On False Claims From Bloggers

I came across a blogger recently who had some interesting things to say about herself. She’s young. A teenager. I remember reading that she’s been writing since she was 12. She goes on and on about how long she’s been writing, and how great she is at it. And then she claims to be an expert on writing YA. With loads of information that would greatly help other authors writing in the genre. She could barely write a blog post that made any logical sense.

Honestly, this person isn’t even the first to make somewhat outrageous claims. I have no idea what her fiction looks like on paper, but I can’t imagine it being much better writing than her blog posts. It just baffles me when people say stuff like this. It’s like everything is a competition or something, and they’ve gotta be winning it.

I’m sure there are plenty of solid and great writers on WordPress. And I’d bet most of them are working to be better, unlike some who think they’re on top of the world with their minimal writing ability.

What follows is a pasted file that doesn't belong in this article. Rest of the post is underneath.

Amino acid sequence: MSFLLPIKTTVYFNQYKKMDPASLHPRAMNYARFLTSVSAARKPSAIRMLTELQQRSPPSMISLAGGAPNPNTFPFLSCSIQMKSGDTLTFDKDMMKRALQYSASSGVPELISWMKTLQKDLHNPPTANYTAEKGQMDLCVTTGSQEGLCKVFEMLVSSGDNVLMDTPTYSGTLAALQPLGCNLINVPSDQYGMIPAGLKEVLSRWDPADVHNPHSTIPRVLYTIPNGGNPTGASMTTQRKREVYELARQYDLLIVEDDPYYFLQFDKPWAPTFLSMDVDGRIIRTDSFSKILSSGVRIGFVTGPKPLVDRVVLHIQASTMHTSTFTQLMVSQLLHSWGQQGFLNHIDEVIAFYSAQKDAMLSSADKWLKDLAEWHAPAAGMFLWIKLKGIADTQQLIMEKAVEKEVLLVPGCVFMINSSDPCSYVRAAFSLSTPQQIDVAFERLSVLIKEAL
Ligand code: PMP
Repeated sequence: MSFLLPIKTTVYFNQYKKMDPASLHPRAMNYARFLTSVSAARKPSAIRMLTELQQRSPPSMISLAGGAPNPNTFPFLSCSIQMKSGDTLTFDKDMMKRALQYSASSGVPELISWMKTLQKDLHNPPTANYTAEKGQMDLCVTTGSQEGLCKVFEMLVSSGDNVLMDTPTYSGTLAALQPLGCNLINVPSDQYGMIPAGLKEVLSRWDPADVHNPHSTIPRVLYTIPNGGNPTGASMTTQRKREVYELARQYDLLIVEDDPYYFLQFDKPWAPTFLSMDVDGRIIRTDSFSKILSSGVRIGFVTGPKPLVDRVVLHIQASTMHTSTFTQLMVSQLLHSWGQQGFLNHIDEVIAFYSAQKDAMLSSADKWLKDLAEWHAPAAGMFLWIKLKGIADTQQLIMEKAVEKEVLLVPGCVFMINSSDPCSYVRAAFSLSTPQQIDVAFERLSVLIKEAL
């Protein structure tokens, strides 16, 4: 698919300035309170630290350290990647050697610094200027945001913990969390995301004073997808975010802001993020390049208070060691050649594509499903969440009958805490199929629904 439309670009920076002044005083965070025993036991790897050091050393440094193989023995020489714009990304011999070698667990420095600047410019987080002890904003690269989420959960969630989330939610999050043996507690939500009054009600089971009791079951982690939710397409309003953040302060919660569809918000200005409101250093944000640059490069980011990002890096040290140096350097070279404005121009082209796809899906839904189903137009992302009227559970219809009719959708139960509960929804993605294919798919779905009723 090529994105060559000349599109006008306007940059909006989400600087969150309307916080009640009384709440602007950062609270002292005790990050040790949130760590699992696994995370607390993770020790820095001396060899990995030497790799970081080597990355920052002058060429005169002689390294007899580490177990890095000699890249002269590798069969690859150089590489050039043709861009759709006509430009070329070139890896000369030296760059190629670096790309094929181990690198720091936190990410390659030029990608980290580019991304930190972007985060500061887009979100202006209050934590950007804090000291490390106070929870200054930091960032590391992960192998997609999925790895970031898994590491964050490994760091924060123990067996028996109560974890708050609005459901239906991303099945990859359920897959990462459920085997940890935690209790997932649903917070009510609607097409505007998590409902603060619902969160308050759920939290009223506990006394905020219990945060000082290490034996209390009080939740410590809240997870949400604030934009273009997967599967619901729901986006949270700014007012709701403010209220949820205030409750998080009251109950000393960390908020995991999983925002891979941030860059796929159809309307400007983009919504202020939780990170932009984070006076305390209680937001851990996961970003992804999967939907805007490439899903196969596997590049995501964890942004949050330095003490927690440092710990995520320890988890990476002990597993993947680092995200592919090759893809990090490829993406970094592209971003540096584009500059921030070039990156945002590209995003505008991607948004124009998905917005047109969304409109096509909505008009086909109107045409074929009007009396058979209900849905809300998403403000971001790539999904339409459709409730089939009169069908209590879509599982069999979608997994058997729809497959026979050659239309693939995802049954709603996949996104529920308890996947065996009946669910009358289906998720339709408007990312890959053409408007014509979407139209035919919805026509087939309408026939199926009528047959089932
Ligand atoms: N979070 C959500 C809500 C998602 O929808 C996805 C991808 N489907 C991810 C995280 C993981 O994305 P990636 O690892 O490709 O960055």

Have you come across anyone who went out of their way to tell how great they are at something, and they really weren’t? I know you have.

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41 thoughts on “On False Claims From Bloggers

  1. Huh. I’m happy to say I haven’t come across this. Hopefully I never will.

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  2. I’ve certainly come across a few of these, though none as extreme as your example sounds. They often seem to be very young people. Maybe it’s a mixture of naivity and over confidence with a dash of self-delusion. They might genuinely believe they have some talent, though it’s a shame they don’t have a strong enough critical faculty to realise where their writing’s lacking.
    Most of us can see some of our own failings and try to improve on them. And always better to be self deprecating than over confident – people are more than happy to point out your failings if you brag too loudly πŸ™‚

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    • I think you’re spot on. There’s nothing wrong with confidence. It should be encouraged. But there’s something off when someone with very little experience starts thinking she’s got more knowledge and talent than everyone else. It’s also a little disappointing. Because I’m sure there’s talent and knowledge there, but not nearly as much as she probably thinks.